Eagles / Birds in Flight: How to, Tips and Tricks

Tons of people have asked how I am getting the high quality Eagle Photos, so I will focus this post on giving out all most of my secrets!

To get shots like this, lets walk through the steps.

Copyright: PhotosByJarrett {2010-2014}

Know your gear:  I can’t begin to tell you how many people ask me a question in the field and I gladly give them answer, but then don’t know how to adjust their own camera.  I am a Canon shooter and all setting and screen shots will be Canon.  Nikon have all the same settings, you will just have to hunt for them.

Camera Settings:

  • Shutter Speeds = 1/1600 or higher.  At 1/1250 you will still get some wing blur.
  • ISO = 400 to 800.  Some high-end camera’s can go faster, but be careful for noise.
  • Aperture = high as possible, I like to shot at f 7.1 or 8
  • Depending on light I shoot in Shutter Priority or Aperture Priority.
  • Fastest continual shutter speed your camera will drive. (Drive Mode)
  • Exposure Settings.  It is so easy to “Blow” out an Eagles white heads and tail feathers!
    • Adjust your EV settings in the field as needed and even as the light changes.
    • I will shoot as high as + 1 & 2/3 on a cloudy day.

Advanced Camera Settings:
In order to track a flying bird, slow down your auto-focus tracking sensitivity to as SLOW are you can get it.  This will prevent other things that pop in and out of your frame from grabbing focus.  It also helps to speed up focusing.

On my Canon 1 DX I use setting #2

Micro Adjustment of telephoto lens:

I use a wooden ruler as a cheaper way to do this.

Camera Stabilization: 
I find myself using three different types.

Tripod with a full Gimbal Head: this is what most of the serious guys use.  My camera and lens combo is right at 14 pounds, so it gets heavy.

Gimbal Head


Monopod: I find that for most situations this works best for me.  I use a Really Right Stuff Head on my monopod.  This allows me to move more easy and I have way better luck tracking birds in flight.


Thanks Sriti for the use of your photo.

BushHawk:  I use this for when I want to hand hold.  It is great for faster moving birds and high fly overs that you can’t track with the Gimbal.

Bush Hawk

OK, so are we finally ready to hit the field?  I use this website to track the Eagles on the Mississippi to see where they are gathering at.  The public can get the closest to the Eagles at Lock & Dam 14 just South of Le Claire Iowa.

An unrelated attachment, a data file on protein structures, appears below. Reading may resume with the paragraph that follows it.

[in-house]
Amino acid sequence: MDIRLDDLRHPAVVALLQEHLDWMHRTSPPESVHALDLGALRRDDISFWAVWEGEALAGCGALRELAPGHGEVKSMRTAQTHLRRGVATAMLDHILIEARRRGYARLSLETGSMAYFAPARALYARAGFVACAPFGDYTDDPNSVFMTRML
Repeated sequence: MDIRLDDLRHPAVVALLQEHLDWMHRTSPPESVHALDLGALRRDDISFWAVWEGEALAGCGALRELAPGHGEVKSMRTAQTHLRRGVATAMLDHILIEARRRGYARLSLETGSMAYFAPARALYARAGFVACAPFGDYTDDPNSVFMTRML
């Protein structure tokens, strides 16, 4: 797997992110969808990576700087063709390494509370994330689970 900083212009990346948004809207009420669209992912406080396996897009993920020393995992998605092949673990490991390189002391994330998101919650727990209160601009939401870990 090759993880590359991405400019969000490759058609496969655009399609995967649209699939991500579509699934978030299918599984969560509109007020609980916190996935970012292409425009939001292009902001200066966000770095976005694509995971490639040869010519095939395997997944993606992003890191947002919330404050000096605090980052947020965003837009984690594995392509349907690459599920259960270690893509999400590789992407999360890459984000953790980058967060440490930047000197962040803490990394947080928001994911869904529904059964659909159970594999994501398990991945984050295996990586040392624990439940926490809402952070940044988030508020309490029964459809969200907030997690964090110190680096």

• The pros say to expect keeper rate of 1 out of a 100.
  • First time out I shot over 2,000 to get 38.
  • Practice on common birds, so when you special bird comes along you will be able to increase your chances.
  • If shooting eagles, gulls are great to practices on, and set your white balance.

Know your Subject:

  • Mostly birds land into the wind and always fish into the wind.
  • Most birds will launch into the wind.
  • Use your natural light
    • East side of a river in the morning
    • West side of the river in the afternoon
  • Flashes tend to turn the birds
    • Some use “Better Beamer” extenders
  • Blue skies with clouds provides nice backgrounds!

Back Button Focus: will really help with your keeper rate and not ending up with unwanted photos.

Back Button Focus

Top Ten Tips:

Tip #1: Watch your composition.
Tip #2: Adjust your elevation.
Tip #3: Adjust your camera settings.
Tip #4: Use the user programmable modes.
Tip #5: Shoot away from the sun.
Tip #6: Shoot in short bursts of 2 or 3 images.
Tip #7: Don’t skimp on depth-of-field.
Tip #8: Shoot with both eyes open.
Tip #9: Pay attention to the background.
Tip #10: Don’t skimp on Image Stabilization.
Post Processing:
This is the biggest area I still need improvement and am working on.  I am trying to leverage and follow most of these steps.  I will say, as a rule Less is More!

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Thanks for stopping by!

9 thoughts on “Eagles / Birds in Flight: How to, Tips and Tricks

  1. Pingback: Links to some tutorials | Life in General

  2. Kent, Thanks for posting your tips. I hope to make it out to L & D 14 by the end of February and appreciate you sharing your knowledge with us. Would you mind explaining the advantage of back button focus? I’ve also have read that since you are shooting at such a high shutter speed that it isn’t necessary to shoot with IS on and by having IS off the lens will actually lock onto focus faster. Do you have any comment on my last statements. I’ve been following you on FM and POTN. Thanks again,


    • The main advantage of the back button focusing is you constantly focus on the birds while flying. When I try to do that with the primary shutter button, I kept getting unwanted photos. The back button guarantees that you only get shutter clicks you want!

      If I am shooting on my tripod gimbal or monopod I shoot in IS mode 2 (pan) only and it is indeed quicker than IS mode 1. If I am hand holding on the Bush Hawk, I shoot IS mode 1 on.

  3. I have been to starved rock a few times this season for the eagles and have used only the center focus point. I have a Canon 70D which has a fairly robust focusing system with 19 cross type focus points, I am wondering if perhaps using zone or full auto focus points might help me track BIF better? I am curious what has worked for you?

    • on my 7D, I used the 5 spot cross, on my 1DX I mostly use the 9 block. If the eagles are fishing right to left, I move the block right, if they are fishing left to right I move it left. Does that make sense?

    • I am not sure which eagle you are talking about. Most of the Post shots are of owls. If you put the URL in here I can look it up. The EV values change with every lighting condition.

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